Promoter Bob Arum is still unable to explain why there are no tickets on general sale for the super-fight between Floyd Mayweather and Manny Pacquiao in Las Vegas on 2 May.
The MGM Grand holds 16,500 but only about 1,000 tickets are expected to be made available to the wider public.
Contracts with the MGM Grand remain unsigned, while tickets are also not on sale for other venues across Las Vegas.
Arum cut a news conference short on Monday before questions could be asked.
Meanwhile, it was announced on Tuesday that Kenny Bayless, who has refereed many contests involving Mayweather and Pacquiao, will be the third man in the ring on fight night.
Bayless refereed his first world title fight in 1994 and is widely regarded as one of the best in the business.
The judges will be Burt Clements, Dave Moretti and Glenn Feldman, whose first world-title fights were in 1989, 1981 and 1997 respectively.
A representative for Arum, who handles Pacquiao only, said technical issues were to blame for the aborted teleconference, but Arum said he was unhappy with the number of journalists on the call.
Another source close to Arum told BBC Sport that, contrary to reports, the ticketing problems have not been caused by Mayweather’s camp.
After the MGM takes its share of the tickets, each camp is allocated a percentage and is able to resell them to brokers at higher prices.
Last week, Pacquiao’s manager, Michael Koncz, accused Mayweather’s camp of attempting to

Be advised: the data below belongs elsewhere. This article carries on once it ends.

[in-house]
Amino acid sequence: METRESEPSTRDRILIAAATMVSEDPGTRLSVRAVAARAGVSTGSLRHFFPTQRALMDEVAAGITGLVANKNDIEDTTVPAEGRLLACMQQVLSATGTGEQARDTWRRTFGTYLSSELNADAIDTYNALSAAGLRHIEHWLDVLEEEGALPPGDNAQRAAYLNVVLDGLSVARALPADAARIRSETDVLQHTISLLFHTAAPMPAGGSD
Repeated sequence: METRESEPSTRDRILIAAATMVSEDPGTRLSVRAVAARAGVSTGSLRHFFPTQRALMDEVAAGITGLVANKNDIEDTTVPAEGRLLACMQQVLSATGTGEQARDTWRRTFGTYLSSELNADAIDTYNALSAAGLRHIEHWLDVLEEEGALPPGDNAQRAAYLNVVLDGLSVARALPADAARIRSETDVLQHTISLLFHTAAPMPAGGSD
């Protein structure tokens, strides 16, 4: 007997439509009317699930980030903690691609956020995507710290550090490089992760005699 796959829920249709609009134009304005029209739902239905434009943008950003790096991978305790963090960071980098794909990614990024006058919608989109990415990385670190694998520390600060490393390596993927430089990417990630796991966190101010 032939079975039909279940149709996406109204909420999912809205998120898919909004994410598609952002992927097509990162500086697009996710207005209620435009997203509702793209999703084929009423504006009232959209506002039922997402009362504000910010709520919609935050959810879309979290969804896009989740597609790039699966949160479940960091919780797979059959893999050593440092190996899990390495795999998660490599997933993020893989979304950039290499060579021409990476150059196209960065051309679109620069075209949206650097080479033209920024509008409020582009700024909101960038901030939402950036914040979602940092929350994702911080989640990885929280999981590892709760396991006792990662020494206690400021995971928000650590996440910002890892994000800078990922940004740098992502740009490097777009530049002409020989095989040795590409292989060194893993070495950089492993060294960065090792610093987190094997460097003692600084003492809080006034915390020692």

It has been announced that tickets will eventually be on sale for between $1,500 (£1,000) and $7,500 (£5,040) but those prices have already tripled on the resale market.
One broker, Precision Concierge New York, is selling tickets for as much as $87,500 (£58,630).
Even if they were sold at face value, the gate receipts would be in the region of $72m (£48.3m), far surpassing the previous record of $20m for
This year’s Super Bowl took an estimated $71m.
A representative of ticket search engine Seatgeek.com said very few tickets had been sold through the website so far, because buyers were unwilling to take the risk.
Tens of thousands of tickets are expected to be sold for closed-circuit broadcasts of the fight at venues along the Vegas Strip, but no price has been set for them either.
In addition, there have been a reported 15,000 requests for media passes, with most journalists not finding out until Thursday whether they will be accredited.
The source close to Arum said he had not witnessed a fight build-up bigger than this in the almost 30 years he has been working in the sport.